Was there an ‘Unfortunate Experiment’?—From the early 1960s NWH clinicians became increasingly aware that eradication of grade 3 cervical dysplasia CIN3, (abnormal cells but not cancer) was unpredictable and often had little relationship to the initial management or the completeness of excision of the lesion—thus the standard management of immediate, major, sterilizing surgery of hysterectomy on young women began to be questioned.
In 1966 Professor Green and other senior NWH clinicians endorsed policy changes in dysplasia management. Younger women were to be continuously monitored, by repeat smears, colposcopy , lesser biopsies and appropriate more major surgery if evidence of early cancer. This policy was later described in Metro 1987 as the Unfortunate Experiment. In this era, diagnosis of CIN3 rapidly escalated worldwide. Opinions in grading of cytology, histology and microinvasion were contentious and often acrimonious.
The McIndoe Review—In 1984, three NWH staff, a pathologist, and a colpo-cytologist (both now deceased), and an obstetrics and gynaecology (O+G) clinician Dr Ron W Jones, published a retrospective review (known as the McIndoe Paper) of the management of 948 women presenting at NWH 1955–76 with CIN3.1 (Available athttp://www.nzma.org.nz/journal/123-1319/4244/McIndoe.pdf with handwritten comments by G Overton)
The objective of the review was to clarify whether post-treatment continuing CIN3, was related to the type of initial treatment or the completeness of excision of the lesion. Treatment had been by three separate clinical teams at NWH.
The McIndoe authors in 1984 divided the 948 women reviewed, into two groups, based on cervical cytology two years after initial treatment,1 (p452 para 7) Group 1: 817 women with post treatment normal smears . Group 2: 131 women with post-treatment continuing abnormal smears. The statistician of the McIndoe Paper confirms that the division of the 948 women , into two groups in 1984 was based on post-treatment cytology and not on treatments received.2
The principal initial treatment of the 948 women reviewed was hysterectomy in 250, cone excision of cervix 667, amputation of cervix 6, punch or wedge biopsy 25—total 948.1 (p452, Table 1)
In the 817 group 1 women with post-treatment normal smears,the initial treatment had been hysterectomy in 217 (26%), cone excision 579 (70%), amputation of cervix 6, punch or wedge biopsy 15.1 (p456, Table 4)
In the 131group 2women with ‘post-treatment’ continuing abnormal smears (CIN3), the initial treatmenthad been hysterectomy in 33 (25%), cone excision in 88 (67%) and punch or wedge biopsies in 10 (p454 para 4). Note the percentage of initial major treatments is similar in groups 1 + 2. Because of post initial treatment continuing CIN3, the 131 group 2 women received asubsequent 107 additional major treatments of hysterectomy in 29 and further cone excisions in 78.1 (p455 para 2) The total major treatments in these 131 group 2 women, were now a total of 228.
The genesis of the NWH 1987 Inquirywas a 1983 liaison between two groups disaffected with the two senior NWH Professors. The first group was the authors of the 1984 McIndoe Paper who believed that conservative management of CIN3 was an increased risk of invasive cancer—but could not convince the Professors or most of the senior NWH clinical staff. The second group comprised of members of a women’s reform group (Fertility Action) who had antipathy to male-dominated issues of women’s health and one of the Professor’s negative attitude towards ‘abortion on demand’, rather than for medical reasons.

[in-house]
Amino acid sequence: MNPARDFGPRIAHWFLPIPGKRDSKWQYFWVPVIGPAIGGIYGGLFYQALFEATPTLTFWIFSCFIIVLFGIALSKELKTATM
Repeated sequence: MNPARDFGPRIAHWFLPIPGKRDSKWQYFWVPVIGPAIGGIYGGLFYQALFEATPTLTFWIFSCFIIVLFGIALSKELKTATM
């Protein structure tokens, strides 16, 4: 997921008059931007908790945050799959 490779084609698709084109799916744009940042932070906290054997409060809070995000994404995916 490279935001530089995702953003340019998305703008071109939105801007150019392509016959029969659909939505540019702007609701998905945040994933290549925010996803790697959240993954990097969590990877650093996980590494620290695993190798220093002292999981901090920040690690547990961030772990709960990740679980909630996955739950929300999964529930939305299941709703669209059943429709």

Unexpectedly, the 1984 McIndoe Paper statistics listed below showed no relationshipbetween the type of initial treatment or the completeness of excision of the lesion—to persisting CIN3.
- ‘Thus whether or not the lesion is completely excised does not appear to influence the possibility of invasion occurring subsequently’.1 (p457 para 4)
- ‘The 817 patients in group 1 remained clinically and cytologically normal for the first 4 years after the initial biopsy irrespective as to whether or not there was evidence of complete excision of CIS’.1 (p453 para 6)
- ‘The 131 patients in group 2 continued to produce abnormal cytology—irrespective of the initial management or completeness of excision of the lesion’.1 (p 454 para 4) This failed to confirm the McIndoe authors’ belief of dangers in conservative management. What to do now? The solution—create a major scandal.
Genesis of a major medical scandal—The division of the 948 women reviewed 1955–76 into groups 1 and 2 was by the McIndoe Paper in 1984, and was based on positive or negative smears 2 years after initial treatment. However the McIndoe Paper text paradoxically implies groups 1 and 2 were two separate groups treated differently in an unethical prospective study (1955–76). Page 458 para 3 states ‘the conservative management of group 2 patients in whom complete excision was not considered a necessity’.1 There were no groups 1 and 2 in the 1955–76 era reviewed.
The McIndoe authors further enhanced the above damaging inferences by stating1 (p458 para 7)—that continuing abnormal cytology after initial treatment had a high risk of developing cervical cancer—again inferring inadequate initial treatment. They failed to inform that after their 121 initial major treatments, the 131 group 2 women received a subsequent 107 major treatments of hysterectomy in 29 and cone excision in 78. A total of 228 major treatments in 131 group 2 women.
The McIndoe authors ‘concealed’ the subsequent 107 major treatments in the 131 group 2 women, uncured by their initial 121 major treatments. They stated they were further biopsies. ‘Final diagnosis in this group was established by further biopsy’—‘by cone biopsy in 78 and hysterectomy in 29’.1 (p455 para 2) Stating these 107 additional, major treatments were ‘further biopsies’, later gave validity to the 1987 Fertility Action,Metro accusations of ‘limited or no treatment’ of the 131 women of McIndoe group 2.